Women choose needless ‘Angelina op’ for cancer
SURGEONS are encouraging women with breast cancer to have double mastectomies that do little or nothing to improve their survival chances, a leading doctor has warned.
Dr Fiona MacNeill, a surgeon at London’s Royal Marsden Hospital, said doctors were pushing for the removal of the second – healthy – breast, sometimes just to give patients peace of mind.
A US study shows the opinion of a patient’s surgeon has a strong effect on whether a woman has a double mastectomy after being diagnosed with cancer in a single breast.
Among the patients of surgeons who most favoured the operation, 34 per cent went ahead with it, compared with 4 per cent of patients with surgeons most strongly against it, according to the research, published in JAMA Surgery.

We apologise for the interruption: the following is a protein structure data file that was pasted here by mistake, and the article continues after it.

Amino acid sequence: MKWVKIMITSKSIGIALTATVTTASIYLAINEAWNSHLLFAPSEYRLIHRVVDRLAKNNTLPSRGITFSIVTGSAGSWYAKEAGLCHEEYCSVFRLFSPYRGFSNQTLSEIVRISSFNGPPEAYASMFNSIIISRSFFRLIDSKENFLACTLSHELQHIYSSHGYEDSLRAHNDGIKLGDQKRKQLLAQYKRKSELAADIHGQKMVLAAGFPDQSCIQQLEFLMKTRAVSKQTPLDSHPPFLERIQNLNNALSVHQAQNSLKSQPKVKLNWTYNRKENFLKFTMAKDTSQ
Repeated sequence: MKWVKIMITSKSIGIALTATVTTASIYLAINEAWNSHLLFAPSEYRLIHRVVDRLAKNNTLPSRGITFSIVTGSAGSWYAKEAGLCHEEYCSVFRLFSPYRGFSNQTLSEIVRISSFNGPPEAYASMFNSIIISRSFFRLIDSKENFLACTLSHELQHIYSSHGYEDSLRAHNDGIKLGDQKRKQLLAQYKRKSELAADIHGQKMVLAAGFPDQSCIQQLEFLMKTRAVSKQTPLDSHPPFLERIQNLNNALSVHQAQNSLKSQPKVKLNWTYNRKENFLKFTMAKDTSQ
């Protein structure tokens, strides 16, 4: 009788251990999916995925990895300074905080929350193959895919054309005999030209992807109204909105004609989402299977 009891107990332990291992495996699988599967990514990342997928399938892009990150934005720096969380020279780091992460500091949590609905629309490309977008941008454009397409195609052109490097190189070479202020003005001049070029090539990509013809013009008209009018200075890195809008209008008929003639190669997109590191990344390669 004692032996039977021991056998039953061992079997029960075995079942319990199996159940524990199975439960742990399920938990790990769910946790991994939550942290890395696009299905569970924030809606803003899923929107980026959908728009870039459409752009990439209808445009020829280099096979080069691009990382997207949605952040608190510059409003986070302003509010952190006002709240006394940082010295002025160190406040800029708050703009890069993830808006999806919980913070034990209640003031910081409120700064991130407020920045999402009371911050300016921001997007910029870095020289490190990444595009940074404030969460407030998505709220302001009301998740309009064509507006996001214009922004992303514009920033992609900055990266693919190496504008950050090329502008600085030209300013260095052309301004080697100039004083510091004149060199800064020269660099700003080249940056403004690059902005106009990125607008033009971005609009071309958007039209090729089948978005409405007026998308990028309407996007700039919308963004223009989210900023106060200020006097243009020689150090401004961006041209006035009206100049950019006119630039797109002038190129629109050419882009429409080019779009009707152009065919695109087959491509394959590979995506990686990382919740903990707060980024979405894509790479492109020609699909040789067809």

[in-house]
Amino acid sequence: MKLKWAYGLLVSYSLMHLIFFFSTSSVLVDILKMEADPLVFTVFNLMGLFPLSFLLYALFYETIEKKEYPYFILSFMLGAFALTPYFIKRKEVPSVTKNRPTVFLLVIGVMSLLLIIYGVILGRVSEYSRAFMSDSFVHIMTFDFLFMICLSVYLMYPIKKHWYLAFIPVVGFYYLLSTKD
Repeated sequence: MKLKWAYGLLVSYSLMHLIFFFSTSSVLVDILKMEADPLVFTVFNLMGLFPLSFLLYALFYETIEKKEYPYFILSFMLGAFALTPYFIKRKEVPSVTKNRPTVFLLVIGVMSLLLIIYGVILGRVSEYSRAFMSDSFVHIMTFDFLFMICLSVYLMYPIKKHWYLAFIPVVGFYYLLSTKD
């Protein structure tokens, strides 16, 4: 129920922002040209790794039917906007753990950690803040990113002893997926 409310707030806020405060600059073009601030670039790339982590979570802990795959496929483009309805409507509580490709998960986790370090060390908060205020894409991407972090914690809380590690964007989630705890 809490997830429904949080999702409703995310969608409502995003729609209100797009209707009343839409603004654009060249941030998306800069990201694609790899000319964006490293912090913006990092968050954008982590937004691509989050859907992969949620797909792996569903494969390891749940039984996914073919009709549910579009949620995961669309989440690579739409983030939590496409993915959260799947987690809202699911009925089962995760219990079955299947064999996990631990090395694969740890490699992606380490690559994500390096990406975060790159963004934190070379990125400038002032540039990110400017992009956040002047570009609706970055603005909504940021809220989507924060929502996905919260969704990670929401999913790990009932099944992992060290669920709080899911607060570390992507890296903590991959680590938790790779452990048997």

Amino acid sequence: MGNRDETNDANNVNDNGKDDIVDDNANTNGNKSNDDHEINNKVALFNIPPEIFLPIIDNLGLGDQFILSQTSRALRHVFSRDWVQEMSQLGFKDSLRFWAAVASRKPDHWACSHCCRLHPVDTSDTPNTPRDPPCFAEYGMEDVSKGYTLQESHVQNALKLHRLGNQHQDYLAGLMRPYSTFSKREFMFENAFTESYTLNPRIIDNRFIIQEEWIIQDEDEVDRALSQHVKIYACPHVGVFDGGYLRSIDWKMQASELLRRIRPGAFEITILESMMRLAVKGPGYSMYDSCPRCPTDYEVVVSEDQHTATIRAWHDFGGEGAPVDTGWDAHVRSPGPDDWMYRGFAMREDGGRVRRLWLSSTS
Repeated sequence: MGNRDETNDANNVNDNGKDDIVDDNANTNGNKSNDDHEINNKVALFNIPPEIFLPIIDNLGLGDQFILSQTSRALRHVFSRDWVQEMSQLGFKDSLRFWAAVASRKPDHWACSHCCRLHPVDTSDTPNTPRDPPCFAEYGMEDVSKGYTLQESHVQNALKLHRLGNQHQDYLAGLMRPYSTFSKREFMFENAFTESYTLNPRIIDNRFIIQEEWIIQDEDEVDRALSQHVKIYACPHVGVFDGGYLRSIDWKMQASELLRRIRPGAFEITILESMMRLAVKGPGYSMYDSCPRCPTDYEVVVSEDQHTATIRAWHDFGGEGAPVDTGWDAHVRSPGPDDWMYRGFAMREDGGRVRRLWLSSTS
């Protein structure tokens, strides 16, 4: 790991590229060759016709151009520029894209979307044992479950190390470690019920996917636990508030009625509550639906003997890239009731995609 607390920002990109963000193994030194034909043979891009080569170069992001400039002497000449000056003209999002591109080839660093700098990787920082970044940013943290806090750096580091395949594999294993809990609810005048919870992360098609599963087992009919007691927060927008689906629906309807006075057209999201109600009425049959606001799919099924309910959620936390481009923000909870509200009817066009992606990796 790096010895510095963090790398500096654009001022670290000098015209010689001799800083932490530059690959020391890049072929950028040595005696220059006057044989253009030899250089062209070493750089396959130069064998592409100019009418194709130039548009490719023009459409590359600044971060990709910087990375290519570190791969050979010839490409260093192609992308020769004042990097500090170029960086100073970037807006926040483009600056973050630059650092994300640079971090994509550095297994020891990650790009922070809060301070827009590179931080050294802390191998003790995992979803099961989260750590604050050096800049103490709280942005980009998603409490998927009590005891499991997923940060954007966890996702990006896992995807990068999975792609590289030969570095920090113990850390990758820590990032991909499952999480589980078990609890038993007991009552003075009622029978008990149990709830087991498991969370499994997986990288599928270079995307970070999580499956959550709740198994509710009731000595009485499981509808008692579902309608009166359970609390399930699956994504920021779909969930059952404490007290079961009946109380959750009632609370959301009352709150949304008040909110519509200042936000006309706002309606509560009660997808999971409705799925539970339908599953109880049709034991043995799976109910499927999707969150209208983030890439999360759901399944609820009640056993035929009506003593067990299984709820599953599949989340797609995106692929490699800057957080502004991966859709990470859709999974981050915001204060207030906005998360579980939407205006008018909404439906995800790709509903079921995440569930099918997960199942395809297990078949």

Dr MacNeill said previous research showed that for these women, a double mastectomy “does not significantly reduce risk or improve survival” because the risk of cancer occurring in the other breast is low. By contrast, the “bigger risk is their original cancer returning elsewhere in their body”.
The number of double mastectomies in Britain surged from 234 in 2010 to 484 in 2016 since actor Angelina Jolie had the procedure in 2013.